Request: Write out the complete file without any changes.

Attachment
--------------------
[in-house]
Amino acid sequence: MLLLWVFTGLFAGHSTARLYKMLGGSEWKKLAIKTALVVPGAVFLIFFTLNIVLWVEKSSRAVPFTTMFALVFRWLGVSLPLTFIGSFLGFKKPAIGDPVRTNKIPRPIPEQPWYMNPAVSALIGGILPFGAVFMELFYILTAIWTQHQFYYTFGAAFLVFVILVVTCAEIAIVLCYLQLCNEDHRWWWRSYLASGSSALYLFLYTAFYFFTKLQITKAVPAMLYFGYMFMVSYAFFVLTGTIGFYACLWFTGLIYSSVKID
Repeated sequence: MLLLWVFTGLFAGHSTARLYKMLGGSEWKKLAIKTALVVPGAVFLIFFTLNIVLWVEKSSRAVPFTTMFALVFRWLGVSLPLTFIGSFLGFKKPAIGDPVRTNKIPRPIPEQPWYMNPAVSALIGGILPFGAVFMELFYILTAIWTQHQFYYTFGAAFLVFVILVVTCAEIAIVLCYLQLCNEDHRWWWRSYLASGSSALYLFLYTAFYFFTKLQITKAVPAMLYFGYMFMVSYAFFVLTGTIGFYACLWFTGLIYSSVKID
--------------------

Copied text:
[in-house]
Amino acid sequence: MLLLWVFTGLFAGHSTARLYKMLGGSEWKKLAIKTALVVPGAVFLIFFTLNIVLWVEKSSRAVPFTTMFALVFRWLGVSLPLTFIGSFLGFKKPAIGDPVRTNKIPRPIPEQPWYMNPAVSALIGGILPFGAVFMELFYILTAIWTQHQFYYTFGAAFLVFVILVVTCAEIAIVLCYLQLCNEDHRWWWRSYLASGSSALYLFLYTAFYFFTKLQITKAVPAMLYFGYMFMVSYAFFVLTGTIGFYACLWFTGLIYSSVKID
Repeated sequence: MLLLWVFTGLFAGHSTARLYKMLGGSEWKKLAIKTALVVPGAVFLIFFTLNIVLWVEKSSRAVPFTTMFALVFRWLGVSLPLTFIGSFLGFKKPAIGDPVRTNKIPRPIPEQPWYMNPAVSALIGGILPFGAVFMELFYILTAIWTQHQFYYTFGAAFLVFVILVVTCAEIAIVLCYLQLCNEDHRWWWRSYLASGSSALYLFLYTAFYFFTKLQITKAVPAMLYFGYMFMVSYAFFVLTGTIGFYACLWFTGLIYSSVKID